First Responders In The Workplace: How Van Meter Fires Up Employee-Owners To Serve Their Communities

  • October 24, 2023
  • News

On the surface, working in electrical distribution and emergency response might seem like two wildly different jobs. For the most part they are, but did you know several Van Meter employee-owners are able to do both? The two roles even share some similarities that allow them to thrive at each. Here’s why three first responders say working at Van Meter helps them make a bigger impact in their community.


Ryne Emler grew up around the firehouse. His grandpa was an assistant Fire Chief and served for 25 years. His dad, a former assistant Fire Chief, is still active at age 71 with over 38 years of experience. His brother and their uncles have served on the fire department. As he said, “It’s basically a family tradition.”

ryne emler
Emler on a fire call with his white Fire Chief hat.

Now, Emler, branch supervisor in Dubuque, has been Fire Chief of the Potosi, WI, fire department for the last eight years, a department he has served for 20 years. He said his eight years at Van Meter have made him a better Fire Chief because he has learned the importance of effective leadership through establishing a positive culture.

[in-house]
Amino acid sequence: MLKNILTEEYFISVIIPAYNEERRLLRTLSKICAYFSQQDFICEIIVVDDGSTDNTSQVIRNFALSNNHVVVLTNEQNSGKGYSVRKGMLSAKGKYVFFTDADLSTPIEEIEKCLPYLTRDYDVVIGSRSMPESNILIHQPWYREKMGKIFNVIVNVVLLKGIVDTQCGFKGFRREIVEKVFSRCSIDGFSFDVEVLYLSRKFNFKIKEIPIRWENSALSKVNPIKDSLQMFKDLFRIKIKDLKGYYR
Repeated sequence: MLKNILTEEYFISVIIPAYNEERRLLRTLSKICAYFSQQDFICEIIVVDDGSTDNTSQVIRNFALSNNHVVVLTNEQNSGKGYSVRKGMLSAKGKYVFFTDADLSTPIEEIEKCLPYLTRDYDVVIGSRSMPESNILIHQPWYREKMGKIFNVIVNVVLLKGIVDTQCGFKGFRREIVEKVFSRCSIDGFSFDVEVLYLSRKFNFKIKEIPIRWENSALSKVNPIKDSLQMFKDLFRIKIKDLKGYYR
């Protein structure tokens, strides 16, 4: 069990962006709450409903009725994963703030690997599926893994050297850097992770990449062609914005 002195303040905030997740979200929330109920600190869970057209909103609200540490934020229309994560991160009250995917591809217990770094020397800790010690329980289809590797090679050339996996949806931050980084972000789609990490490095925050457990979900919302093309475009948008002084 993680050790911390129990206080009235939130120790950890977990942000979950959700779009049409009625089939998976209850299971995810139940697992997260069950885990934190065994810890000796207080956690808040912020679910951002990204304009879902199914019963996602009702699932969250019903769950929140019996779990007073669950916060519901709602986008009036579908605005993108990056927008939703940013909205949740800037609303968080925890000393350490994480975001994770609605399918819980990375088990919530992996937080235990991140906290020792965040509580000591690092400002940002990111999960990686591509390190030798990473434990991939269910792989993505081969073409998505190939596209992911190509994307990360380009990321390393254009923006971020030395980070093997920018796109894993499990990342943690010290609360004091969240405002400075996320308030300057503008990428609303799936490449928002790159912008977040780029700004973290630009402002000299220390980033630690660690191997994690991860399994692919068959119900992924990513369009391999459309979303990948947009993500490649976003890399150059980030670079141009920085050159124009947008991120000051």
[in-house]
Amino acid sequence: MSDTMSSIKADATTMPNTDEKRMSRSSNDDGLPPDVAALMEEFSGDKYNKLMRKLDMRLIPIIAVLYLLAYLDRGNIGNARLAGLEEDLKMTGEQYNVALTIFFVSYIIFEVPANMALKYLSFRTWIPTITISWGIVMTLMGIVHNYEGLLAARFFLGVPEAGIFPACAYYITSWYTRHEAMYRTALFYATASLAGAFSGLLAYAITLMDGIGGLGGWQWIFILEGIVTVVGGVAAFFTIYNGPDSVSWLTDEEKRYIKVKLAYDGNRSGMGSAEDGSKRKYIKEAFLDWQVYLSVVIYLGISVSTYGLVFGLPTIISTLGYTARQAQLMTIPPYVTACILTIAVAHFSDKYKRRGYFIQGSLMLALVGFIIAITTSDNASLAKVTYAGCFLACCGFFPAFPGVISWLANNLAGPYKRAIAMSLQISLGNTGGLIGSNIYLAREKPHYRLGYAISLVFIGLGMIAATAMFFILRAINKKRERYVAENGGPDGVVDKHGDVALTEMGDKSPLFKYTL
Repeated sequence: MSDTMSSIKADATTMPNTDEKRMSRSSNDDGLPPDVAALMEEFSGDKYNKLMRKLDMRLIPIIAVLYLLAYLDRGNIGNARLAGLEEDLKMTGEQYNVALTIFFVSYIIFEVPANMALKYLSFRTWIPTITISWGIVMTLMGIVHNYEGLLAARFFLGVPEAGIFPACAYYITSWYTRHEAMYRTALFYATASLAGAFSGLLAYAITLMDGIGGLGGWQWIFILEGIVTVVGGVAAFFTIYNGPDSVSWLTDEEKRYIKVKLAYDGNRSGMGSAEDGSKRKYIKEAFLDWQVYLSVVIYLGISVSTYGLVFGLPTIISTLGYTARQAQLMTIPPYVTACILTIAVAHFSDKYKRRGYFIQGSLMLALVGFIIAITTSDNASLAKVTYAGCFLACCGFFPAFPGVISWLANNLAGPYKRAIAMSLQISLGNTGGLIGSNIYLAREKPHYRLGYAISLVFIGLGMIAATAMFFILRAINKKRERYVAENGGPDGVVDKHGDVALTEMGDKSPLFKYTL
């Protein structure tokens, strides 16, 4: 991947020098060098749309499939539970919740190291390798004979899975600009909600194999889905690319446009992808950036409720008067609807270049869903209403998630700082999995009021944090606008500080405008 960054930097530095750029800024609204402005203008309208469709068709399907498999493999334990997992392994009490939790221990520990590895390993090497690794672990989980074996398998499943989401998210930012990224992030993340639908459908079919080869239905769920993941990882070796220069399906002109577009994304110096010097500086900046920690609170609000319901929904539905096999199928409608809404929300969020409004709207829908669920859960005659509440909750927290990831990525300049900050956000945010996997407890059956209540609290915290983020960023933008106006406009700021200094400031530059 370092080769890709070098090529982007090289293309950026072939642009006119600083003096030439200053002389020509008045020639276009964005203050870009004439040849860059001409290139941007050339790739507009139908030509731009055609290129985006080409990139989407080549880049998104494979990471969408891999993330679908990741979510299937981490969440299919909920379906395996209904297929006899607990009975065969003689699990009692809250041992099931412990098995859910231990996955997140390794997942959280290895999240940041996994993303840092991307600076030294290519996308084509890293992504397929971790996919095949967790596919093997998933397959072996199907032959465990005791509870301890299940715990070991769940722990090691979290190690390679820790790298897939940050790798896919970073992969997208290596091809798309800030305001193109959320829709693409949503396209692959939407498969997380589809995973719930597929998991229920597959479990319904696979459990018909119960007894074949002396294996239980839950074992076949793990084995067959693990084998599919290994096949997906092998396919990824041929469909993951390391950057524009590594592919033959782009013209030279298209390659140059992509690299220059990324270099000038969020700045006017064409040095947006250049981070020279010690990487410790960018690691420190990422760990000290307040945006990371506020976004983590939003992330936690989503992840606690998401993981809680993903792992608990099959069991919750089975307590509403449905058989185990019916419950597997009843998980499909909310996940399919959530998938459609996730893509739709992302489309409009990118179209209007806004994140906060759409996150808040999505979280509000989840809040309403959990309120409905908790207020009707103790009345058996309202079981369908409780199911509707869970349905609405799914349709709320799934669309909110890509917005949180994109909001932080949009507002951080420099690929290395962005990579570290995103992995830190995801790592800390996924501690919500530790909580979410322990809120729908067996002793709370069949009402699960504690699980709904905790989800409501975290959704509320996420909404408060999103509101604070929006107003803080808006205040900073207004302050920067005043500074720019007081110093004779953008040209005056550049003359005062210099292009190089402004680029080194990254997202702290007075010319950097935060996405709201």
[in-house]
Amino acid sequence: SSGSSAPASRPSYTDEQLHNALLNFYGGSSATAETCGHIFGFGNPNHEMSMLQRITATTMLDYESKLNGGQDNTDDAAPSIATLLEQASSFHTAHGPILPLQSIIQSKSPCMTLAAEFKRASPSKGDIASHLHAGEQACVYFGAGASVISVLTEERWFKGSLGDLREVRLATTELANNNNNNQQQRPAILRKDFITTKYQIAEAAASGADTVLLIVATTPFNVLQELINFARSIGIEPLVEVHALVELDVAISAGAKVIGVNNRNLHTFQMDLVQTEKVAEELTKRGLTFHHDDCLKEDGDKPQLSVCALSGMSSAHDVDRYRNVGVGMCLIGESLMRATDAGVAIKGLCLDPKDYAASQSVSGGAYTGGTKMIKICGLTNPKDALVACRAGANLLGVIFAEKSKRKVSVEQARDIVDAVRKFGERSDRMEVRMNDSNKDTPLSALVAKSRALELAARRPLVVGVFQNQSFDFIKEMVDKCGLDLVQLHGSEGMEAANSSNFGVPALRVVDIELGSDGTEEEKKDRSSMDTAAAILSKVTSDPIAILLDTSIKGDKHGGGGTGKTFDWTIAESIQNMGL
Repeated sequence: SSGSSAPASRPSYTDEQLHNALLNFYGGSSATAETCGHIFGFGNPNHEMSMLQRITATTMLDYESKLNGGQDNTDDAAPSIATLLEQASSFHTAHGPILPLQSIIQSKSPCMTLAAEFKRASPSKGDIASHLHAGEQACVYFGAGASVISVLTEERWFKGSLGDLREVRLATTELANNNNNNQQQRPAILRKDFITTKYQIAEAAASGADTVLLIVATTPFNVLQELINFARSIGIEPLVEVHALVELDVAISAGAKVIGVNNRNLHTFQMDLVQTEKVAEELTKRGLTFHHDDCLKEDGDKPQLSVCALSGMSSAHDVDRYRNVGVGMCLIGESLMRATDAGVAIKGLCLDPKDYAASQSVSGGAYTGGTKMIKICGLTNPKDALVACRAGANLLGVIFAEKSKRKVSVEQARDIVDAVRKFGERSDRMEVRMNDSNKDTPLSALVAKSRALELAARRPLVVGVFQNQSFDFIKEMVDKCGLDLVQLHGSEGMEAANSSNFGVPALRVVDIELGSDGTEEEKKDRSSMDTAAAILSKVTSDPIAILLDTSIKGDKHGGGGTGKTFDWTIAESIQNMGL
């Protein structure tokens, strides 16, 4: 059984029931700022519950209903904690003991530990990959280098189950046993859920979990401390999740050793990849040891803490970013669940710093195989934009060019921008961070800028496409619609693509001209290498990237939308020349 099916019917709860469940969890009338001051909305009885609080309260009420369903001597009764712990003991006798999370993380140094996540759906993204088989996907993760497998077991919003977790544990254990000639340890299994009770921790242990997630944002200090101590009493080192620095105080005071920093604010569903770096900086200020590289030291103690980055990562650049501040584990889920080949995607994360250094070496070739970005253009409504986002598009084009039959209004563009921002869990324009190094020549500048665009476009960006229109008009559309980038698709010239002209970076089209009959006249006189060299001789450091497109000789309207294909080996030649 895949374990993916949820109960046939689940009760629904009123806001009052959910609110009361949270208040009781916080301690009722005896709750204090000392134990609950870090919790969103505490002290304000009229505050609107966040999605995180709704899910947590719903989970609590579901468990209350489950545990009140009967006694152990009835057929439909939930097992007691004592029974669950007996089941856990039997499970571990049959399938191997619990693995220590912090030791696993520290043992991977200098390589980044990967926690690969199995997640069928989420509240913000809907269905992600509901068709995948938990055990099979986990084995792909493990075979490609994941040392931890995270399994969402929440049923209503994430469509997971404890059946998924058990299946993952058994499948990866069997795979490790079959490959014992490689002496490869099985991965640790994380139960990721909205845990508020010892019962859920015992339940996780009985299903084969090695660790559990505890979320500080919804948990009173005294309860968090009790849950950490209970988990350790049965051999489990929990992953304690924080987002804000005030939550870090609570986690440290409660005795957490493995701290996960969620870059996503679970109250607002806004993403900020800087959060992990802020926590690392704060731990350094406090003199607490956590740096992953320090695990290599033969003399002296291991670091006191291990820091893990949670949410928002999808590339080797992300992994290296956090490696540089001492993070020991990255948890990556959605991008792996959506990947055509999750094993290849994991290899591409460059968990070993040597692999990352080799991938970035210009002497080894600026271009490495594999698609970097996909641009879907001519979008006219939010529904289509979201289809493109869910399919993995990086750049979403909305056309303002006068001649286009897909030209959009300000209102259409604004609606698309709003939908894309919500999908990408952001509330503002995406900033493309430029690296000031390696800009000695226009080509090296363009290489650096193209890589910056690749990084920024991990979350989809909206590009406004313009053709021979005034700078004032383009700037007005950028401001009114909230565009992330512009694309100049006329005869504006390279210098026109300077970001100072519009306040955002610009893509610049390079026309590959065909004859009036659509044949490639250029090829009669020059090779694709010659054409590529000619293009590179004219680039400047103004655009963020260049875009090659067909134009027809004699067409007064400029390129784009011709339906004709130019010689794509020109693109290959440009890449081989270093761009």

“We have a voice at Van Meter. Just because I wear the white hat as Fire Chief doesn’t mean I make all the decisions,” Emler said. “I rely on my three assistants and the entire department to bring ideas forward and determine what works and what doesn’t.”

When Emler first joined the department, he looked forward to the excitement and adrenaline rush of the calls, but as Fire Chief, he has more responsibility and added stress. How many people will respond? Do they need all the trucks? What are they going to see at the scene? Now, helping to lead his team to success is the most rewarding part for Emler.

“It’s fun to watch a team of volunteers come together and do what we signed up for—helping someone in need.”


Lindsey Sojka, commodities team member in Cedar Rapids, has been a first responder on the Jefferson Monroe Fire Department since 2020. While she joked that her two roles are similar for “pulling heavy stuff around,” she acknowledged the teamwork and support at both workplaces are top notch.

Working in Van Meter’s wire center has showed her the importance of taking care of each other and “not thinking I’m Superwoman.” Whether it’s pulling wire or pulling a fire hose, it’s okay to ask for help, no matter how busy or hectic things get.

lindsey sojka
Sojka is holding a "Pike's Pole" tool that was adopted by Van Meter.

On her first ever fire call, it was raining hard, and she had to drag the hose up a steep hill. She kept sliding down the hill until someone could help her drag it to the top, but once she made it up, she was able to help extinguish the fire. Sometimes it just takes a small assist and a willingness to ask for help to put out fires, and paying that forward is what makes it rewarding for her.